They made doors, gum and jerry cans. Ontario’s ‘essential’ workers in manufacturing accounted for more workplace COVID deaths than any other sector — even health care workers, according to a new report from the Canadian Centre for Policy Alternatives.
The report, which details the COVID-19 pandemic’s toll on Ontario’s workers in the ‘essential’ sector, examined more than 1,100 workplace deaths in Ontario between March 2020 and April 9, with more than half of them occurring in the food processing and related industries.
The report shows that workers in essential industries that account for 14% of the province’s total labour force, such as packaging and automotive assembly, were disproportionately at higher risk due to the pandemic.
It also showed that in food processing, essential industries, such as meat processing, accounted for more COVID-19 deaths than any other sector, including healthcare.
“Food processing is one of the most important industries for Ontario workers, and is responsible for almost three-fourths of all employment in Ontario,” said Brian Day, a policy analyst who contributed to the report. “The report shows us that, over the past six weeks, in the food sector, workers in essential industries were disproportionately more at risk of getting COVID-19 compared to the rest of the provincial workforce.”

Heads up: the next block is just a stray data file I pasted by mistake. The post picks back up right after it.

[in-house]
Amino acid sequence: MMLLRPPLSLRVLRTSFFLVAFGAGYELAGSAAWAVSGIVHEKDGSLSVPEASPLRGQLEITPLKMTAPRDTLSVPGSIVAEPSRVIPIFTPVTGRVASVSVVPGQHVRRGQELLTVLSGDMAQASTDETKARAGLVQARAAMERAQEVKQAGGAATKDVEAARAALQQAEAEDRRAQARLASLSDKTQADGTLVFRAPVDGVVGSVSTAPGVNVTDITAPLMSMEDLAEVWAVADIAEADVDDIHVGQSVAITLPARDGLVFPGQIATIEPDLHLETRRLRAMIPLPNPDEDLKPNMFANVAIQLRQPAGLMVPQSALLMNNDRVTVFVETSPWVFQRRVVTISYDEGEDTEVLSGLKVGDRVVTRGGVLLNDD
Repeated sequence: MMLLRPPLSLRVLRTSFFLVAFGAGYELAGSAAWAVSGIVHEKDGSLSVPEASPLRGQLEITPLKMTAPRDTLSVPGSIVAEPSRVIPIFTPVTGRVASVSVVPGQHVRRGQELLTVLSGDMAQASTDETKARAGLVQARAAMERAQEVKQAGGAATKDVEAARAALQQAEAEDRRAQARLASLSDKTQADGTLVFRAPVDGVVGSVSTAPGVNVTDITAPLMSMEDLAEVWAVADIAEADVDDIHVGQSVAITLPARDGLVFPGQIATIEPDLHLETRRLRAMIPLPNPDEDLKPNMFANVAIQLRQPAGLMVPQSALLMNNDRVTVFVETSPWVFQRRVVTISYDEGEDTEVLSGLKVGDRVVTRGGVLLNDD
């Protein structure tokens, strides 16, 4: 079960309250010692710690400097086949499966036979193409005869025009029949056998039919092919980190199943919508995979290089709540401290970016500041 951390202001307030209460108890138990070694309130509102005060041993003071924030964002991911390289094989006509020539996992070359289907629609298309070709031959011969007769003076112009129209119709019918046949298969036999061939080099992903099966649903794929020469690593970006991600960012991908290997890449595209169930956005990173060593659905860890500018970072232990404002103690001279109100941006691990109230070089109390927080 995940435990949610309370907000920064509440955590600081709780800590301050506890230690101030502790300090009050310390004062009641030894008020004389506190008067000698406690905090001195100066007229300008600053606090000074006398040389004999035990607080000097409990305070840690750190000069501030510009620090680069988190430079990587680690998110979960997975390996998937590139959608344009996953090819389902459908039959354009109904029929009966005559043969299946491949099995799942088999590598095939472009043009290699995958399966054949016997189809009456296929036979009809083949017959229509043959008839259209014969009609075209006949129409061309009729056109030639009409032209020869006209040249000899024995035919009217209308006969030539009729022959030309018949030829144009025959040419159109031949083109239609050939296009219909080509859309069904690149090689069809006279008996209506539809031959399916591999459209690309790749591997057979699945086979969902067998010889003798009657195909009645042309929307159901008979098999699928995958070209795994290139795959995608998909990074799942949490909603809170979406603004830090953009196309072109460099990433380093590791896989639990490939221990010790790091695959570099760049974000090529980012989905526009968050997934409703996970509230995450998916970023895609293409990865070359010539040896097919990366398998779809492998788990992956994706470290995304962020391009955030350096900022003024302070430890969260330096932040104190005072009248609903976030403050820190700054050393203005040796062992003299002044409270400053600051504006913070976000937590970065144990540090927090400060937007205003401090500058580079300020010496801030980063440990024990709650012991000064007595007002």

The report’s findings are based on a review and statistical modelling of all the COVID-19 cases in Ontario since March 1, 2020.
Ontario has since launched the pandemic-response strategy, called pandemic plan, which lays out a series of measures to get the province through the crisis, including more testing, tracing of and isolation of the sick, and the closure of non-essential businesses.
“Our plan is to help prevent the spread of COVID-19, to slow the spread of the disease, and to improve the chances of recovering,” the province’s minister of training, colleges and universities, Kelvin Goertzen, said in a statement on March 16.
The report shows that in the food processing and related industries, workers were disproportionately at higher risk due to the pandemic. (Andrew Newton/Canadian Centre for